McCool accumulated over 2,800 hours flight experience in 24 aircraft and over 400 carrier arrestments.

NASA experience

Selected by NASA in April 1996, McCool reported to the Johnson Space Center in August 1996. He completed two years of training and evaluation, and was qualified for flight assignment as a pilot. Initially assigned to the Computer Support Branch, McCool also served as technical assistant to the director of flight crew operations, and worked Shuttle cockpit upgrade issues for the Astronaut Office.

Spaceflight experience

McCool was pilot of Space Shuttle mission STS-107, January 16 to February 1, 2003, logging 15 days, 22 hours and 20 minutes in space. The 16-day flight was a dedicated science and research mission. Working 24 hours a day, in two alternating shifts, the crew successfully conducted approximately 80 experiments. STS-107's mission ended abruptly on February 1, 2003, when Columbia disintegrated during re-entry, 16 minutes before scheduled landing. All seven crew members were killed.



Posthumously awarded:

Special honors


Commander William C. McCool School in Santa Rita, Guam McCoolSchoolGuam.JPG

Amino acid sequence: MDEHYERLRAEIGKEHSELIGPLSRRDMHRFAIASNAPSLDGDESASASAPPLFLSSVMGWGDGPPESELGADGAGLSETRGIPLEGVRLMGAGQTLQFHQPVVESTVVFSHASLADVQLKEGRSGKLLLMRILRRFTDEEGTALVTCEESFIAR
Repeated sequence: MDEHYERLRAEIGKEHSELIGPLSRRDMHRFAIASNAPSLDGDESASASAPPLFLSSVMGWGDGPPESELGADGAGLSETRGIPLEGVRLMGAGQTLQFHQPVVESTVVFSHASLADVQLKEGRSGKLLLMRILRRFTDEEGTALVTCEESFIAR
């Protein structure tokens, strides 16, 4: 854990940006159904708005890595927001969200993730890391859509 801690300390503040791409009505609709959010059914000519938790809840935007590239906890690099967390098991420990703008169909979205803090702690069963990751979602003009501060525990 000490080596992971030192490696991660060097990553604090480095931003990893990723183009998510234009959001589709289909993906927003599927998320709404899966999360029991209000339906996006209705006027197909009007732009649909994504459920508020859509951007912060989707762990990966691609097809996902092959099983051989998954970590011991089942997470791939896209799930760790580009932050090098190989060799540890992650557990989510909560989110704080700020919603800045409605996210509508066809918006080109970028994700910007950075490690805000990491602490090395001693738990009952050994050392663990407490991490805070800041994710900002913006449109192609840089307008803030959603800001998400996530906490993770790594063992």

Commander William C. McCool School in Santa Rita, Guam

[9] [10]


From our orbital vantage point, we observe an earth without borders, full of peace, beauty and magnificence, and we pray that humanity as a whole can imagine a borderless world as we see it and strive to live as one in peace.

William Cameron McCool
  • This article includes text from NASA's "William C. McCool: NASA Astronaut Biographical Data", a work in the public domain.

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  1. 1 2 3 4 5 6 7 8 "WILLIAM C. MCCOOL (COMMANDER, USN) NASA ASTRONAUT (DECEASED)" (PDF). NASA. May 2004. Retrieved April 14, 2021.. Note: this text, the work of a U.S. Government agency, is a work in the public domain.
  2. 1 2 3 Kershaw, Sarah. Space Shuttle Widow Is Ready to Move on From Rituals of Loss, New York Times, December 5, 2007. Retrieved August 15, 2010.
  3. "VMH: William C. Mccool, CDR, Usn".
  4. William C. "Willie" McCool at scouting.org Archived March 3, 2016, at the Wayback Machine
  5. McCool's 'excitement was infectious' / Anacortes mourns shocking loss of generous, inspiring neighbor, Seattle P-I, February 3, 2003, retrieved February 19, 2011
  6. Bongioanni, Carlos. Guam remembers former resident, Columbia astronaut McCool, Stars and Stripes, February 7, 2003. Retrieved January 1, 2019.
  7. Townley, Alvin (2007). Legacy of Honor: The Values and Influence of America's Eagle Scouts. New York: St. Martin's Press. p. 79. ISBN   978-0-312-36653-7 . Retrieved December 29, 2006.
  8. "Lunar crater McCool". Gazetteer of Planetary Nomenclature. IAU . Retrieved June 16, 2021.
  9. "About McCool Academy / About Commander William C. McCool Academy".
  10. "Lubbock's new McCool Academy opens with first day of school".
  11. "The International Council on Hotel, Restaurant, and Institutional Education: About » Awards". Archived from the original on February 9, 2015. Retrieved February 9, 2015.